As a community whose origins span nearly a century and a half, Chautauqua Institution welcomes to its historic grounds thousands of returning and new guests (referred to as Chautauquans) each year. Time-honored traditions and an endearing “shorthand” of our own contribute to the distinctive character of the Chautauqua experience. Below is a brief guide to help new visitors navigate their Chautauqua experience. 


The Amp: Short for the open-air Amphitheater, our biggest venue and stage for worship, lectures, shows and performances, and community gatherings. The Amp has a total capacity of 6,000, with seating for 4,500 on traditional wooden benches (consider bringing a seat cushion!).

Bestor Plaza: Chautauqua’s front lawn and town square, a popular free-form public space for family picnics, conversation, games and leisure.

Brick walk: The primary pedestrian artery for navigating the Chautauqua grounds. Most of the Institution’s primary performance venues and community gathering spaces fall along these paths. If you’re on a brick walk, chances are you’ll find your destination.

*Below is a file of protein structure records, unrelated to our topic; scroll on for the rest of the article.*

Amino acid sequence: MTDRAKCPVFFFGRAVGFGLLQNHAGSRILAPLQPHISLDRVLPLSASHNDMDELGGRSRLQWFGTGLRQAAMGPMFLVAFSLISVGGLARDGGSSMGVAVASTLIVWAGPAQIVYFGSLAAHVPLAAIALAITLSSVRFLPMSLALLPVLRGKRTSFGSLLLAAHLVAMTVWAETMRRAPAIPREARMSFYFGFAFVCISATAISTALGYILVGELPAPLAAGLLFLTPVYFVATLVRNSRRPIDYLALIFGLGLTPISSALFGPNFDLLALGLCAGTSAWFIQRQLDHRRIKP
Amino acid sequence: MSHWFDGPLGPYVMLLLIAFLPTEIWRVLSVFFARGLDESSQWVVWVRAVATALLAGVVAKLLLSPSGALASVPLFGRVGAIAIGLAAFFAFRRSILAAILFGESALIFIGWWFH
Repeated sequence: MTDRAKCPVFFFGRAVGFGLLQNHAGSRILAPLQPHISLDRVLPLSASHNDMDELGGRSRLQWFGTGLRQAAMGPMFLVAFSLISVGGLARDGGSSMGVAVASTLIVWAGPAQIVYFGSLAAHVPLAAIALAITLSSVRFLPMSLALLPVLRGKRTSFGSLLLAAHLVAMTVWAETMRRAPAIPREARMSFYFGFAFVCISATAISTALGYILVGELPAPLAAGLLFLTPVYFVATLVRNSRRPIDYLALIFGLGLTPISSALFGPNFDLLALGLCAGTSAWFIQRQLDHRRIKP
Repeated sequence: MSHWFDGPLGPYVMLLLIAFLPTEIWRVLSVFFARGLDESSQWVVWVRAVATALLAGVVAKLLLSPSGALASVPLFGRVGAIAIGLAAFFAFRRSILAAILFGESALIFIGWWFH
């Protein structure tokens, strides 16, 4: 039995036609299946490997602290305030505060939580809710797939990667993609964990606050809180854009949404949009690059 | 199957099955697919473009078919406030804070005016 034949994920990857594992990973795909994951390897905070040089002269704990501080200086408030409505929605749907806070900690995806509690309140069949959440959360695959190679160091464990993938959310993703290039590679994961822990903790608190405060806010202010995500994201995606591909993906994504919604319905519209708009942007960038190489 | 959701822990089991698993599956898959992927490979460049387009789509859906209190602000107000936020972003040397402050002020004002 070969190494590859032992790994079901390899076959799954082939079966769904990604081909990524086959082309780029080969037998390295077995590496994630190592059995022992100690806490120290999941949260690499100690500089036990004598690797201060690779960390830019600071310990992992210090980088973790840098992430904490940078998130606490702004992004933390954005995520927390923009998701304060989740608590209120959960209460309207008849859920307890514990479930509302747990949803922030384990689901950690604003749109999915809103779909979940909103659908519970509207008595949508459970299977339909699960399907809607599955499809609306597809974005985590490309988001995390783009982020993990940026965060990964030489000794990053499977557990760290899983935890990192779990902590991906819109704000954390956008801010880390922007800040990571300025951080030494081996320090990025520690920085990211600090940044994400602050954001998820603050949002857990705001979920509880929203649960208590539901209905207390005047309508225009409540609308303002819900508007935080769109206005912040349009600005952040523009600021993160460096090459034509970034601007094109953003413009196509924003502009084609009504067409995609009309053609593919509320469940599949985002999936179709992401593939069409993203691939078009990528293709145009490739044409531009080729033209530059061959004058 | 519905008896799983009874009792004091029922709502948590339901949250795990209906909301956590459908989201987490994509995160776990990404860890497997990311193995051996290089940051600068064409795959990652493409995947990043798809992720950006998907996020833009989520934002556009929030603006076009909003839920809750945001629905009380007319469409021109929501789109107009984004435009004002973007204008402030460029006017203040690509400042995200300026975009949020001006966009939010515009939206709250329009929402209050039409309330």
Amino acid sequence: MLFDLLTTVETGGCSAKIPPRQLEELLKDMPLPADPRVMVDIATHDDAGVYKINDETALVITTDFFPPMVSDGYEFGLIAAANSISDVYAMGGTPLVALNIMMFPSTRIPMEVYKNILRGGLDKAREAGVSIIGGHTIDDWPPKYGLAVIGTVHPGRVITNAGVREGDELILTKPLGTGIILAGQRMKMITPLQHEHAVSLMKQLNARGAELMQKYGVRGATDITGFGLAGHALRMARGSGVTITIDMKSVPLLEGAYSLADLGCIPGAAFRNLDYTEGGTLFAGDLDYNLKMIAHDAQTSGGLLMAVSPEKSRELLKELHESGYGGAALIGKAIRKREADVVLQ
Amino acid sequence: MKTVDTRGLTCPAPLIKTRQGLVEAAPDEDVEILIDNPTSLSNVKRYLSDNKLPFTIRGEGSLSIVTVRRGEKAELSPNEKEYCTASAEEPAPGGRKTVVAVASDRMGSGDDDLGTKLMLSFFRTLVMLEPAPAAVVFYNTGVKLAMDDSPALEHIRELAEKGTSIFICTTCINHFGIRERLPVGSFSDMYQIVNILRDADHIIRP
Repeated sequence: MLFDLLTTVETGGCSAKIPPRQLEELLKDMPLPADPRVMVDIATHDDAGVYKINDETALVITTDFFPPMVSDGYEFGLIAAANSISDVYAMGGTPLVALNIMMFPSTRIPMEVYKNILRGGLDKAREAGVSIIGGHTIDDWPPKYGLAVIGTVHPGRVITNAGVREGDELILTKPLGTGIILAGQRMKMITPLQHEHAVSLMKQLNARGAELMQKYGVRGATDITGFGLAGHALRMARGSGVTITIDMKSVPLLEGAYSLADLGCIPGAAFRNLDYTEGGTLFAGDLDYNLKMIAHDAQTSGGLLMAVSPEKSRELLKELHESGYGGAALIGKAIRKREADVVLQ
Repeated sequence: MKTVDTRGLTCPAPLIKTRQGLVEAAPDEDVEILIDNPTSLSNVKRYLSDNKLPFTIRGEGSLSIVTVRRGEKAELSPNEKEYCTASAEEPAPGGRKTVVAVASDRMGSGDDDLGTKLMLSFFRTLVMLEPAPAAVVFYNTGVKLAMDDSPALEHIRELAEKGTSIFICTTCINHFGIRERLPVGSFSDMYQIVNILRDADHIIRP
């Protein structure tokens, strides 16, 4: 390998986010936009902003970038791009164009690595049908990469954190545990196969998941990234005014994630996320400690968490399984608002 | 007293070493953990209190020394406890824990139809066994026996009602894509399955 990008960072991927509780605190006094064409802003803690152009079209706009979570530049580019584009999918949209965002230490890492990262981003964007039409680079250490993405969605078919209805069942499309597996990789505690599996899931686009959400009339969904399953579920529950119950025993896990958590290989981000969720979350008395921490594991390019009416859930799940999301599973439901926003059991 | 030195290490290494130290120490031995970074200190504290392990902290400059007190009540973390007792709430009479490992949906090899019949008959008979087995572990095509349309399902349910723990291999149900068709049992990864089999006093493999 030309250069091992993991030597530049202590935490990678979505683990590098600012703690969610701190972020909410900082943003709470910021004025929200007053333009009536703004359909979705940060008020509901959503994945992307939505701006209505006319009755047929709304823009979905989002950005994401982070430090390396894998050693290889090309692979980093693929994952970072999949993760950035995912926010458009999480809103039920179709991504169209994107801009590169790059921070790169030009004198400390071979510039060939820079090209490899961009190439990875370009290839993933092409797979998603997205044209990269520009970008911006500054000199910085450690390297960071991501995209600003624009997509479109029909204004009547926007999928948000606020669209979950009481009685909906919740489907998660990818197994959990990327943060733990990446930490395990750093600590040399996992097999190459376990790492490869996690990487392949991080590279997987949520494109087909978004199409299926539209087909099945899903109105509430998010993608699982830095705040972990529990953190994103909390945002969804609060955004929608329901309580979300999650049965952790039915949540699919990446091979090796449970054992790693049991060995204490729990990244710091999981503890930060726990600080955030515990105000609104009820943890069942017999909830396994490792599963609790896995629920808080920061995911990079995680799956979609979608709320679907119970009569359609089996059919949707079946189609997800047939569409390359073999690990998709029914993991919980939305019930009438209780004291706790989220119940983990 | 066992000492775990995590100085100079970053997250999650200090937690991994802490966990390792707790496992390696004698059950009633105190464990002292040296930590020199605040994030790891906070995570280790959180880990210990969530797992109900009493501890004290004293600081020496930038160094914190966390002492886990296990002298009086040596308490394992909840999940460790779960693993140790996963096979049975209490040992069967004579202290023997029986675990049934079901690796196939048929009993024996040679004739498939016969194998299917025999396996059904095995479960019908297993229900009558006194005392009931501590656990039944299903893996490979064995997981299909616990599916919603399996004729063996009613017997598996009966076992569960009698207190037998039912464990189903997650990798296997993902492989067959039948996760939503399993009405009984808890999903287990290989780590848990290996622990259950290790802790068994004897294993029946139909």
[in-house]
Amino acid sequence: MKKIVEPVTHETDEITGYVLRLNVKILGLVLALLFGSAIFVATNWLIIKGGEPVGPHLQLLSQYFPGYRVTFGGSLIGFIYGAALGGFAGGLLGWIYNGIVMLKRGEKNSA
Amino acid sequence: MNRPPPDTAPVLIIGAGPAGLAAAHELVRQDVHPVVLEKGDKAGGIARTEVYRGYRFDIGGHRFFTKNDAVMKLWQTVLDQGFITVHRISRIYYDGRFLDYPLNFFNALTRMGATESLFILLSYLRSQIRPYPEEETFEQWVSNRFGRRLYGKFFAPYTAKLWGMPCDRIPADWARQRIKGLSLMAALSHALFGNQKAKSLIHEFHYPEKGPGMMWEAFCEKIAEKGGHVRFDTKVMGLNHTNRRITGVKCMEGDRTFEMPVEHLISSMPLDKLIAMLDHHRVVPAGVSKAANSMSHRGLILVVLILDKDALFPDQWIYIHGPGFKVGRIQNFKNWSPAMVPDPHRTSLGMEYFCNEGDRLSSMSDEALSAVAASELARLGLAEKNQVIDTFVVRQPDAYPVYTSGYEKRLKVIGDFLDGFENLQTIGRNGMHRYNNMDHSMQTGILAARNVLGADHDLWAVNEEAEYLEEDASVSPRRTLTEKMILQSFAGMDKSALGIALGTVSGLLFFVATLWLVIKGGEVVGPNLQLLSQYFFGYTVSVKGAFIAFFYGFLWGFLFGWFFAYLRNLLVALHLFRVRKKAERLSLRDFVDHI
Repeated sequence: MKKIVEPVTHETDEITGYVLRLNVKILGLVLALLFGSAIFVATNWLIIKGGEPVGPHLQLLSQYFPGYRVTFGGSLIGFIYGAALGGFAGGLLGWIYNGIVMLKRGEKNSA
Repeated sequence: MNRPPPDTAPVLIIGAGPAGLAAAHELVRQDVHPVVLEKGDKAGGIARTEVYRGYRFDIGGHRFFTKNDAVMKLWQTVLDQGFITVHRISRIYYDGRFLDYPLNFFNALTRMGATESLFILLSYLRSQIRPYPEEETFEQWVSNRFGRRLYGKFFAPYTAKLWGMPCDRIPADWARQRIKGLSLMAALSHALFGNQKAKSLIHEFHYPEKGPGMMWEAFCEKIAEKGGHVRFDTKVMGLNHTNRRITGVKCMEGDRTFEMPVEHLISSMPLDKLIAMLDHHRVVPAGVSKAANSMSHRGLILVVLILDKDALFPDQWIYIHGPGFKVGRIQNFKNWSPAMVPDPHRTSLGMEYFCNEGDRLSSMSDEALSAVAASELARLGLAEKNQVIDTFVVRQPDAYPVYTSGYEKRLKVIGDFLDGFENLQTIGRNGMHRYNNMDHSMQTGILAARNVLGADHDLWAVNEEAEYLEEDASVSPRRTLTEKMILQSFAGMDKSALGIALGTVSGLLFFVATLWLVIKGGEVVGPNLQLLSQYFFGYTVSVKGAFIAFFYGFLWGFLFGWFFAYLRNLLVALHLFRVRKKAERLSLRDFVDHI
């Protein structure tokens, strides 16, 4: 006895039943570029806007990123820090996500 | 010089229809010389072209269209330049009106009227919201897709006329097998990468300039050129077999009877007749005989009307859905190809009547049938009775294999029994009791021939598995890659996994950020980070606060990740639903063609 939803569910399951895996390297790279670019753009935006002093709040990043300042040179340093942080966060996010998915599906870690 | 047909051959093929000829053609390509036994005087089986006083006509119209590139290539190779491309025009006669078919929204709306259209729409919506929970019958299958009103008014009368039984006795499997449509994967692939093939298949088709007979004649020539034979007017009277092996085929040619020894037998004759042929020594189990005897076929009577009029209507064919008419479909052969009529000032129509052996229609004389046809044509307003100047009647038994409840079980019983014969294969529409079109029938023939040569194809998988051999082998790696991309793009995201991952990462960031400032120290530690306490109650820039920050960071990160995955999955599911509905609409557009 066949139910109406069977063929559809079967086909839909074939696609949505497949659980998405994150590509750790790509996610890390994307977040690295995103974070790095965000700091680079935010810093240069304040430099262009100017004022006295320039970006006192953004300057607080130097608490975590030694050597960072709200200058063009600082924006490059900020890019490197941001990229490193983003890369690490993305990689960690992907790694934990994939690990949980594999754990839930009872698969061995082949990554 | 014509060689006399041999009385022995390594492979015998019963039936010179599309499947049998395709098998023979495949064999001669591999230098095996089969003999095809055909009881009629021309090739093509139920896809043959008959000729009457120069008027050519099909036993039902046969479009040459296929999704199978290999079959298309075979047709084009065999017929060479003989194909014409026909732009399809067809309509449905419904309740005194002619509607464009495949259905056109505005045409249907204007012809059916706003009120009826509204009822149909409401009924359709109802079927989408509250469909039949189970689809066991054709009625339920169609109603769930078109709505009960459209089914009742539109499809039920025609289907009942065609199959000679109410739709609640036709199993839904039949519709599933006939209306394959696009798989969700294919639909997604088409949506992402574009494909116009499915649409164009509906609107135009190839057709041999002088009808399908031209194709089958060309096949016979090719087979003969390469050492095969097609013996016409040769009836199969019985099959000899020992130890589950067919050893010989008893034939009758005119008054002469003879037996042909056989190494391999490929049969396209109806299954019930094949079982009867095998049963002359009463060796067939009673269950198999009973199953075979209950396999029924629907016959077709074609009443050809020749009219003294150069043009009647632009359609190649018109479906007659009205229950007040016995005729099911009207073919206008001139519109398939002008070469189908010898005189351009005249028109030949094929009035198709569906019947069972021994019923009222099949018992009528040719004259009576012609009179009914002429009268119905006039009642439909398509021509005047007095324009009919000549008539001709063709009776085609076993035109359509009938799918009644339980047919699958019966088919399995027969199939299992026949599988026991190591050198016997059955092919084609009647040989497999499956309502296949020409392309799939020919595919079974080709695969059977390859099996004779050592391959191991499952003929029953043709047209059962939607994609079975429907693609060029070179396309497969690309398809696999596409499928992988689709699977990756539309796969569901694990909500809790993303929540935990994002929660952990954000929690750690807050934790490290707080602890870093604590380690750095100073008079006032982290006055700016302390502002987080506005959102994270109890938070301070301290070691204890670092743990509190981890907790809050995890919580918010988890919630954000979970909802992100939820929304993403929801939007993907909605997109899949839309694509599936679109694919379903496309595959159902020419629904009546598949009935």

Chautauquan (sha-TAW-quin): How we refer to one another, whether your family has owned property and visited Chautauqua every year since its founding, or you are experiencing Chautauqua for the first time.

Club: Short for Boys’ and Girls’ Club, our popular day camp for children entering grades 2–10.

CSO: Chautauqua Symphony Orchestra

The Daily: Short for The Chautauquan Daily, the official daily newspaper of Chautauqua Institution. The Daily is essential for navigating the dozens of programs offered each day.

The grounds: How we refer to Chautauqua Institution’s lakeside campus.

Hall of Philosophy: A Parthenon-like outdoor venue and unique space to take part in a lecture or worship service. Capacity under the roof is limited, so attendees often bring a blanket or chair to sit and listen from the adjacent grove.

Old First Night: Chautauqua’s birthday, celebrated each year on the first Tuesday in August to honor the start date of the first Chautauqua assembly in 1874. All-day festivities include a traditional evening ceremony, family-friendly entertainment, and cake — plus a popular annual 2.7-mile road race the preceding Saturday,

Q-and-A: A hallmark of Chautauqua programs. Nearly all public lectures end with an extended audience question-and-answer session with the presenter(s). Ushers will provide paper notepads for questions in the Amp, or submit questions on Twitter #CHQ2018.

Weeks and themes: Chautauqua’s nine-week summer season is divided by week into nine separate themes framing topics for deep discussion. Those staying for extended periods often refer to weeks by their number within the season (Week Four, etc.). 

The YAC: Short for Youth Activities Center, a popular gathering place for young Chautauquans for food, games and YACtivities.